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Every year, 41 million pounds of low level radioactive waste is incinerated in a small town in east Tennessee.  Oak Ridge, a town where nearly 10% of the population lives below the poverty line, has been the dumping grounds for America’s radioactive waste for more than 50 years.  Now, the small town will not only see the incineration of the nation’s low level radioactive waste, but also 1,000 tons of Germany’s.
After seeking approval for nearly two years, the Nuclear Regulatory Commission has granted EnergySolutions the right to ship in the waste from Germany.  EnergySolutions, who has been operating in Tennessee for more than 20 years, will drive the waste through Virginia and burn it in Oak Ridge.  The resulting ash is a highly concentrated form of low level radioactive waste that mostly will be shipped back to Germany for disposal.
Oak Ridge’s radioactive history has earned it the nickname as America’s “Atomic City.”   In 1942, the U.S. government chose the town to build materials for the Manhattan Project which led to America’s successful creation of the first atomic bomb.  Ever since, Oak Ridge has served as the hub of the nuclear industry's activity.  In addition to multiple radioactive waste processing companies, Oak Ridge also houses a major office of the Department of Energy.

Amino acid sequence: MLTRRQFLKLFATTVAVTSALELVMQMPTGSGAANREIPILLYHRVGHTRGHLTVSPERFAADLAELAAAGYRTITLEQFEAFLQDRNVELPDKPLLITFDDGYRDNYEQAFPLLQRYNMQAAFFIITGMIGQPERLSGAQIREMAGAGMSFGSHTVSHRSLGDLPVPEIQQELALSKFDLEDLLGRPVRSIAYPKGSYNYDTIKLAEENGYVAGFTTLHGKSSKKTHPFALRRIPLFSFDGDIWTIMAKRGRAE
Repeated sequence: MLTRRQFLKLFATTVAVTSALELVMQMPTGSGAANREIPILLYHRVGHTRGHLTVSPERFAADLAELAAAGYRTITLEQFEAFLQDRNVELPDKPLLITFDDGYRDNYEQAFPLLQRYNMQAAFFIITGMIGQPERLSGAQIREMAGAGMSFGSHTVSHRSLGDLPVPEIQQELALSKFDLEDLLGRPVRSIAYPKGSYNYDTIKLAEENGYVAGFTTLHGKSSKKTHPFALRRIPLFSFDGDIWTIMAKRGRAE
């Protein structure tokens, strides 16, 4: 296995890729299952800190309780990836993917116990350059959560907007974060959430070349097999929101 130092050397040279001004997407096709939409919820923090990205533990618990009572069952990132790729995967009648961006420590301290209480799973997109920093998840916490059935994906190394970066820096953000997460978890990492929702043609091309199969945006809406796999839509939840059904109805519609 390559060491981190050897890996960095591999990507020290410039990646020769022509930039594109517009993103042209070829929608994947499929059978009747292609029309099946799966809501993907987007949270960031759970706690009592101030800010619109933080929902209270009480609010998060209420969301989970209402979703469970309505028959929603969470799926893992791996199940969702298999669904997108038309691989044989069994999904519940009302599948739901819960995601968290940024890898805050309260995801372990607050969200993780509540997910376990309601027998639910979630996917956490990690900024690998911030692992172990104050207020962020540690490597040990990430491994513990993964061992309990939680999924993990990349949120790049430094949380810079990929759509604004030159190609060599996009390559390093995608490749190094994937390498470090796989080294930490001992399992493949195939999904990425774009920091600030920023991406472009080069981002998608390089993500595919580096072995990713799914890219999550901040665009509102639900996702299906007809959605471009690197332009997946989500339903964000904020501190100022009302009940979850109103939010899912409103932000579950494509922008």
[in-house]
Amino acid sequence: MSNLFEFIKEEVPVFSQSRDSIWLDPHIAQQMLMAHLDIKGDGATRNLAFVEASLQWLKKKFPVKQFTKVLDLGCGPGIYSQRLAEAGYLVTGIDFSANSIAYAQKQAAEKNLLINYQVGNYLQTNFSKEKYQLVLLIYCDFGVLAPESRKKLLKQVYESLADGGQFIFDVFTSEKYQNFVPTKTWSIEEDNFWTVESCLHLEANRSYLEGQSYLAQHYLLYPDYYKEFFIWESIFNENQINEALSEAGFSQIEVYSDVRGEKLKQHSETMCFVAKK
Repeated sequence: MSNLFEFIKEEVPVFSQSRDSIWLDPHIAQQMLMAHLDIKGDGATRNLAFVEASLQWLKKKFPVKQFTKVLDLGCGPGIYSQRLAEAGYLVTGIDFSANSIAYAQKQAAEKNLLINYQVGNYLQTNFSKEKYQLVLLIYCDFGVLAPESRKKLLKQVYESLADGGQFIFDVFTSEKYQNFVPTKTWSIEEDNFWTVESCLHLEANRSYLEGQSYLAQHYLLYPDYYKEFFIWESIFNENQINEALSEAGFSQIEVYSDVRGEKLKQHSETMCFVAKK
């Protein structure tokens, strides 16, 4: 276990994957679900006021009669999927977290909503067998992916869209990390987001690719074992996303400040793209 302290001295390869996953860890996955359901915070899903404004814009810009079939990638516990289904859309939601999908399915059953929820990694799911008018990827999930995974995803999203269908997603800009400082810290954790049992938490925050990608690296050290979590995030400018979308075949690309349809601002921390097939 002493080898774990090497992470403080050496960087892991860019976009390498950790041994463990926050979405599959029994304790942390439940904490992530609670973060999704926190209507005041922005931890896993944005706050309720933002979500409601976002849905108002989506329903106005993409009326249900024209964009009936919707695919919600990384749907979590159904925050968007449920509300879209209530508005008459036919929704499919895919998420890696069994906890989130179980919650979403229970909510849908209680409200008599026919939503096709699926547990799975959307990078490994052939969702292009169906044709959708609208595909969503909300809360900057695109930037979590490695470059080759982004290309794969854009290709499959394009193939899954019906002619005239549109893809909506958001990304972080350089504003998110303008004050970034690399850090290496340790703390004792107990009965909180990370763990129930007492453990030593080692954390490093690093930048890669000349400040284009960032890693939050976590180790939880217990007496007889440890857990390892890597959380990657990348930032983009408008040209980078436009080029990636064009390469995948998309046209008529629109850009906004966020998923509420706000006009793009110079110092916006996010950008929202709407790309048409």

“Low level [radioactive waste] does not mean low risk” says Don Safer, chairman of the board for the Tennessee Environmental Council.  The industry considers everything to be low level except spent fuel rods and materials remaining after spent fuel rods have been reprocessed to be used as fuel again.  Contaminated clothing, mops, filters, reactors, medical tubes, syringes and laboratory animal carcasses.
In Tennessee, this low level waste is allowed to be dumped in municipal landfills along with household garbage. “They operate under an honor system…They have radiation devices outside. If it triggers, they will reject it but no one actually goes into the load to make sure there’s been no illegal violation of the rules” says Safer.
Despite pressure from local residents, no official health impact studies have been conducted by the state.  "It’s a cover up…Its really pitiful how that type of health information is not available" says Safer.  Now that the U.S. has allowed Germany to bring its waste, Tennessee residents fear it will open the flood gates for waste from the rest of the world.

Photo courtesy of Ed Clark

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